I watched someone get on rope and go down, and I had some trepidation about the whole thing.   It was just... intimidating.  
I was next on rope, and struggled to get five bars on the rope while being stuffed in the culvert; hard to describe but that 18" rack was just too big.  The other cavers had hung their packs off of a tether, but I didn't have something to tether with handy.  The guys at the top said I would probably fit ok with the swago pack on my back.   Finally down I went.
The swago pack did get jammed in the tunnel, and kept pushing my helmet up over my eyes.  There was water dripping down the tunnel, which felt wonderful after all the heat upstairs.
The rappel got easier past a bottleneck and I popped out into a wonderfully air-conditioned cave room.  
The others came down and we took off our vertical gear and proceeded down walking passage.   And this is where I started to be surprised.
I didn't research Missouri caves at all.  Didn't even occur to me.  Well, now you shall know that Missouri caves are Muddy.  Capitol M Muddy.
We had walked to a place where there was an exposed shelf that required crawling, only the crawling was in peanut-butter mud.   This was the way to some serious pretties.   I got on my hands and knees, and at times on my belly, and thanked the mud for being so sticky that there was no way I could slide off the shelf into the water/rock some 20 feet below.  And I got filthy with mud.   Suddenly this was an actual caving trip, not just a walk-around-and-photograph-pretties trip.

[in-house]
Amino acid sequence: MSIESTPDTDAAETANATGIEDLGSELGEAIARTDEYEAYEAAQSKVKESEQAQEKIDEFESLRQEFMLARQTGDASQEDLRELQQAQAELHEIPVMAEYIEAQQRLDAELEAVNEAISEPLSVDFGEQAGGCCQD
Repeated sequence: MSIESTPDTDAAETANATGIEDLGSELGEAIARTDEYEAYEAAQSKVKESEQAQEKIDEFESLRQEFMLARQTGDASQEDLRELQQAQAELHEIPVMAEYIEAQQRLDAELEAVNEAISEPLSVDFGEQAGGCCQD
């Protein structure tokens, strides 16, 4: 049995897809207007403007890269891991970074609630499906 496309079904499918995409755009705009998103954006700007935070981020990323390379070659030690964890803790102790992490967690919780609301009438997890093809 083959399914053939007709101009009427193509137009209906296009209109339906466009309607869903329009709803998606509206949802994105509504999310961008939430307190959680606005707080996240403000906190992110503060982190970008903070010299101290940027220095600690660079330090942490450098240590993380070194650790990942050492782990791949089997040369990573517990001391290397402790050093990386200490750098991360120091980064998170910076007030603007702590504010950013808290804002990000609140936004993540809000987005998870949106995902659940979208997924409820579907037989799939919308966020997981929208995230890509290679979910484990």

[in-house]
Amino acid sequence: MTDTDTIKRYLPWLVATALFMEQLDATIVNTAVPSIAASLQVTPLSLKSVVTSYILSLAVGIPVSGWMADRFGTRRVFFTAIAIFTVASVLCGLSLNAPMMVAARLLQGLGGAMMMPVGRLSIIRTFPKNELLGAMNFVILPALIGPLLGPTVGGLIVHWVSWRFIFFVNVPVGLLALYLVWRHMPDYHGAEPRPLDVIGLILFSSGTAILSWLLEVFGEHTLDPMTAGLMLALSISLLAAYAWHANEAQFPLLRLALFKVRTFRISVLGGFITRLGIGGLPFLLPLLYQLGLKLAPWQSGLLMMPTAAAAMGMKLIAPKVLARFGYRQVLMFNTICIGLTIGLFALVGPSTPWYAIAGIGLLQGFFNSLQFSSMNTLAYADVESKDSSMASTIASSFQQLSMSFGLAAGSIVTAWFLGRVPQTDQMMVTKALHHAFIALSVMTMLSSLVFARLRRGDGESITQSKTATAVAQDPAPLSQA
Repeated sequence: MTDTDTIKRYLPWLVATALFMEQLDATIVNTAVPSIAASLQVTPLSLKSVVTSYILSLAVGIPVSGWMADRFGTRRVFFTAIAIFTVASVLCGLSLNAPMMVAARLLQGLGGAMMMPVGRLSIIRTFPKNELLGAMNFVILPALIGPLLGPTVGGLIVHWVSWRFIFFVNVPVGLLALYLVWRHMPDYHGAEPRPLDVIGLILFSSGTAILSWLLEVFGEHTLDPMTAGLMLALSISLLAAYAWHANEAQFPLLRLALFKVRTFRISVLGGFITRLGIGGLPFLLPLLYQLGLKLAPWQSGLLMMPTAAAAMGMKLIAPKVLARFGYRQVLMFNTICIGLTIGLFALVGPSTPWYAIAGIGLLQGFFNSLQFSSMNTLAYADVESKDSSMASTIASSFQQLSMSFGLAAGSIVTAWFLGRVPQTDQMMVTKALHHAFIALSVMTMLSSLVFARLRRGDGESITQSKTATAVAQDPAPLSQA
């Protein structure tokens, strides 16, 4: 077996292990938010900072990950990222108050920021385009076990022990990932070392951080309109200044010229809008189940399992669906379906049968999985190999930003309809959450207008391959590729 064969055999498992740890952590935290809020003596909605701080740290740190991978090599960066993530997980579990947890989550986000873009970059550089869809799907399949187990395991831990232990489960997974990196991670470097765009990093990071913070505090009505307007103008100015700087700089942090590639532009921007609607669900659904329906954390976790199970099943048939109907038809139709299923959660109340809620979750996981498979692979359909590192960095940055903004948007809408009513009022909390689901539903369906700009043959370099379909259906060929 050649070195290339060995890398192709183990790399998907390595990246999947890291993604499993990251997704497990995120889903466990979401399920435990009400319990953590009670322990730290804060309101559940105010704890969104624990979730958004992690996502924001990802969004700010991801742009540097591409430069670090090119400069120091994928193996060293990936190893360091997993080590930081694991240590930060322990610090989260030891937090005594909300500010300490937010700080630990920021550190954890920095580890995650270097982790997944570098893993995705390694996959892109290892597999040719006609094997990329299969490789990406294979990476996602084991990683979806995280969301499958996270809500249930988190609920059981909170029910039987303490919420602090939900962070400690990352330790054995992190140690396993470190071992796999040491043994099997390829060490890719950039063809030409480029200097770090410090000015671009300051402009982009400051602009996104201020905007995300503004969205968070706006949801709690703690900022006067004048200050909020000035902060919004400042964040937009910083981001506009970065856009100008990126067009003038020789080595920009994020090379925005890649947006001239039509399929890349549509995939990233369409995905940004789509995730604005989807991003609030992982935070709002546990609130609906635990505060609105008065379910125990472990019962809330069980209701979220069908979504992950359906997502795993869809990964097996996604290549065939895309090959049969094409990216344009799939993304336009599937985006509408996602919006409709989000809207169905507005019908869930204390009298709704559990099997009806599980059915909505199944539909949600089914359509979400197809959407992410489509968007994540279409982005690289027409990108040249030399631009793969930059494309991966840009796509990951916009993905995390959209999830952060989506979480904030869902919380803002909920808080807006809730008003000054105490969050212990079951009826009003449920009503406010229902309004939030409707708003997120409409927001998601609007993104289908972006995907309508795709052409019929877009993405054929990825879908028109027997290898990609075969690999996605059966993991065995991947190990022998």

After the mud crawl we crossed a stream and went into rooms with ceilings crowded with stals, a white gypsum waterfall formation, and a group of very aggrivated bats.  The bats were a surprise to the trip leaders, who said they hadn't been there the day before.  The bats flew around us as we tried to quickly take photos/video.
We went back through the stream crossing, up into the mud crawl again, and back past the entrance tunnel down mostly walking passage that contained room after room of decorations.  There was however a lot of mud and stream walking.  There was one lagoon of mud that I sank up to my knees in trying to get through.   This was hilarious to watch as people strugged to get through it without falling face first into the mud.  Coming back, I sank up to almost one hip in this mud, and wondered if I could get my leg out with my shoe attached (I did).   Visions of quicksand danced in my head.  
The pretties became over-whelming.   I can honestly say this is one of the best, most decorated caves I have ever visited, and my mind stopped processing all of the scenery.  Some breakdown climbs, some more mud, streambed walking, more mud, and every kind of cave formation.   Finally we came to a stream passage that we were assured would go chest-deep on some of us.  And I said, "I am tired and I want to stay here while y'all go on".  Two other cavers chose to stay with me, the others waded off into infinity.  Now I knew why some had worn shortie wetsuits.  I was cold.
Shake your heads at me all you want, but as the others sloshed away, I turned to the two cavers who stayed with me, and said, "I feel like we've had a joke played on us".   The trip description without any mention of getting generously slathered in mud seemed like a prank to me down there.  I also knew, the only way back was through that very same mud.  But I was grinning.   It was so worth it.
The others came back after about 40 minutes, and we headed back to the tunnel.   It was so fast getting back, that I realized we had taken a long time to go a short distance, due to everyone's photography efforts.    I put on my gear and climbed up the ladder.  I climbed 10 rungs and then rested, several times, to pace myself.   No problem.   I believe our trip was about 4 hours.   Headed back to camp and did some serious deconning and demudding of my clothes and gear with a pressure washer at the decon station.
I would love to go back to Carroll Cave and see some more of this cave.   It is fantastic.  In fact that whole part of Missouri is wonderful, with so many caves, float trips, springs, and other sights to see.   I will be back.